In spite of a strong economy and the lowest unemployment rates in more than 20 years, inflation remains negligible, thanks to stagnant wages. The average monthly increase in hourly earnings through the first half of 1997 was just 2.9 cents, compared with 3.8 cents in 1996. When adjusted for inflation, workers wages are barely keeping pace with the cost of living.
While workers tread water, however, their CEOs have been realizing astronomical salary increases. In 1996, average CEO compensation rose an astounding 53%, nearly five times the 11% average increase in corporate profits, according to Business Week magazine.
The increases that CEOs realized last year were not a one-time bonanza. In 1995, average executive pay, including stock options and other forms of compensation, increased by 30%. According to figures compiled by the AFL-CIO, since 1980, CEO pay has increased by nearly 500% while increases in factory wages lagged behind inflation at 70% (inflation over the period was 85%).
The justification for these huge CEO increases? Increasingly, corporate boards have shifted executive compensation away from cash salaries and more towards stock options supposedly tied to corporate profits and stock performance. Many argue that that’s exactly the right formula, the result being record profits and soaring stock prices, giving investors a maximum return on their money. But with CEO compensation rising nearly five times that of corporate profits, clearly something has gone arwry.
Is the formula, in fact, correct? Many CEOs are reaping hugh rewards merely because their company’s stock price has been benefiting from the bull market. And only in a minority of cases are the stock option grants awarded to CEOs actually linked to company performance. In fact, many CEOs are reaping huge rewards in spite of the fact that their company is underperforming the competition or even losing millions of dollars a year.
Take Stephen Case of America Online, for example. Between 1994 and 1996, Mr. Case earned $33.5 million, while AOL’s stock price plunged and the company lost millions of dollars. Even more outrageous are the huge packages paid to CEOs and other top executives when they outright fail and leave the company as a result. John Walter, who came to AT&T in November 1996 as heir apparent to current CEO Bob Allen, quickly lost favor within the company and recently walked away with a severence package of nearly $26 million.
Last December, Michael Ovitz left Disney and got $90 million after spending just 14 months as the number two man behind Michael Eisner. And then there’s Gilbert Amelio, who for 17 months was the head of Apple, who received $7 million in spite of Apple’s precipitous drop in market share, profits and stock price.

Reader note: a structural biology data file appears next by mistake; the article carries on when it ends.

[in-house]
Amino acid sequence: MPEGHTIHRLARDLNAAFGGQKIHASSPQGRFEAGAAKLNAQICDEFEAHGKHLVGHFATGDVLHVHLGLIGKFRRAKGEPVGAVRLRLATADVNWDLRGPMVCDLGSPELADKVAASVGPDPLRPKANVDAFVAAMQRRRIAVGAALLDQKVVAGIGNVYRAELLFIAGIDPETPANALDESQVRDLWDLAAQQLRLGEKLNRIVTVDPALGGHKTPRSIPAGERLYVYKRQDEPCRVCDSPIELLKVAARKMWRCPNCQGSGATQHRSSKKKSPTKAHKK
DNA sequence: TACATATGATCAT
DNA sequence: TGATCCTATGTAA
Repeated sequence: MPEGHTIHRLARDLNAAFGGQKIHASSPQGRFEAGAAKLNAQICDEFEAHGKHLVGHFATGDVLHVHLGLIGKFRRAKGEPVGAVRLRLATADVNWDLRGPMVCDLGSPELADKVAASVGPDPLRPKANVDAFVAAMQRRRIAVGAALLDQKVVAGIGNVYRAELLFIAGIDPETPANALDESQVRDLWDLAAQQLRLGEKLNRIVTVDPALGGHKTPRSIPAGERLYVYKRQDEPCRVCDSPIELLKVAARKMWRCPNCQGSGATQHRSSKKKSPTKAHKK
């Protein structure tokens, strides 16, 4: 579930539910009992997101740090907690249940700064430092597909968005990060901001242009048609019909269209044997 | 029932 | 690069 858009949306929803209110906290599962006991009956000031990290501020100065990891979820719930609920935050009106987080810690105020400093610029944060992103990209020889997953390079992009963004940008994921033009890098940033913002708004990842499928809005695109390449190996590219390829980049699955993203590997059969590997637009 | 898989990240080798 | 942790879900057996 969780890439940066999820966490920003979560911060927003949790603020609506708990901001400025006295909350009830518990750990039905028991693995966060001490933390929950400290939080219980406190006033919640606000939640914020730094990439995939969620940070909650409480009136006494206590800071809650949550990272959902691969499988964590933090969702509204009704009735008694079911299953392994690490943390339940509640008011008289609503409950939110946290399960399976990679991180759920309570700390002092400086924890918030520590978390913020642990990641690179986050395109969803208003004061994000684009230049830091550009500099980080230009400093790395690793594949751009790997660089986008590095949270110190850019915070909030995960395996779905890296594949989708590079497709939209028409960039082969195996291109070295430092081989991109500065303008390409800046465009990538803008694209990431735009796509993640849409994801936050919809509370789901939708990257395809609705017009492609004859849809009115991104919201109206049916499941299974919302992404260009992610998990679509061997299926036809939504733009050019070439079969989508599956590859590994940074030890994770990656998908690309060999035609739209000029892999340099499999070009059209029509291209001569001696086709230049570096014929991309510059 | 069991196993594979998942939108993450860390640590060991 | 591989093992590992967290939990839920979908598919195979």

If all of this seems unfair, it is. Runaway executive pay is making an already serious income inequality problem even worse. According to figures compiled by the AFL-CIO, if workers had received comparable pay raises to CEOs between 1980 and 1995, minimum wage workers would be paid over $39,000 -- we would have no working poor in this country and the minimum wage would be more than enough of an incentive for people to get off and stay off welfare.
What kind of a message does this disparity in compensation send to America’s workers? Basically, it says that the boss gets all the credit for a company’s success and that workers are lucky not to be downsized or have to take a pay cut. In a global marketplace that’s becoming more and more competitive, the growing inequality between the CEO’s pay and their workers can only result in a less cooperative work environment and lower productivity. The recent strikes at General Motors and UPS could be an indicator of increasing turmoil in employee-employer relations.
What can be done? One way is for stockholders to challenge CEO pay packages and indications are that such challenges are increasing. Proxy fights on the CEO compensation issue more than doubled through the first half of 1997 over the number filed in 1996. Unions and religious groups are behind most of the challenges, but unfortunately, few have been successful. Unions are also trying to raise public awareness of the problem by publicizing CEO pay. The AFL-CIO has set up an internet site called “Executive Pay Watch” and lists the pay of over 250 CEOs.
Another way in which out of control CEO compensation is being addressed is through legislation. Congressman Martin Sabo, D-Minnesota, introduced a bill in Congress called the Income Equity Act (HR 687). Under current law, all CEO compensation is tax deductible as a business expense. Under Congressman Sabo’s proposal, tax deductible compensation would be capped at 25 times the amount of the lowest paid worker in the same company. By way of example, if the lowest paid worker earned an annual salary of $15,000, the amount of CEO compensation that would be tax deductible by the company would be $375,000. While the bill would not limit CEO compensation per se, it would force the company and its shareholders to re-examine how both their CEO and their employees are compensated.
The Income Equity Act bill, however, has attracted few congressional sponsors, and those who have signed on are all Democrats. In a business-friendly Republican Congress, the bill is given little chance of passage any time soon. Concerned workers should write their congressman to support HR 687 and their Senators to introduce a companion bill in the Senate.
Last updated: November 1997
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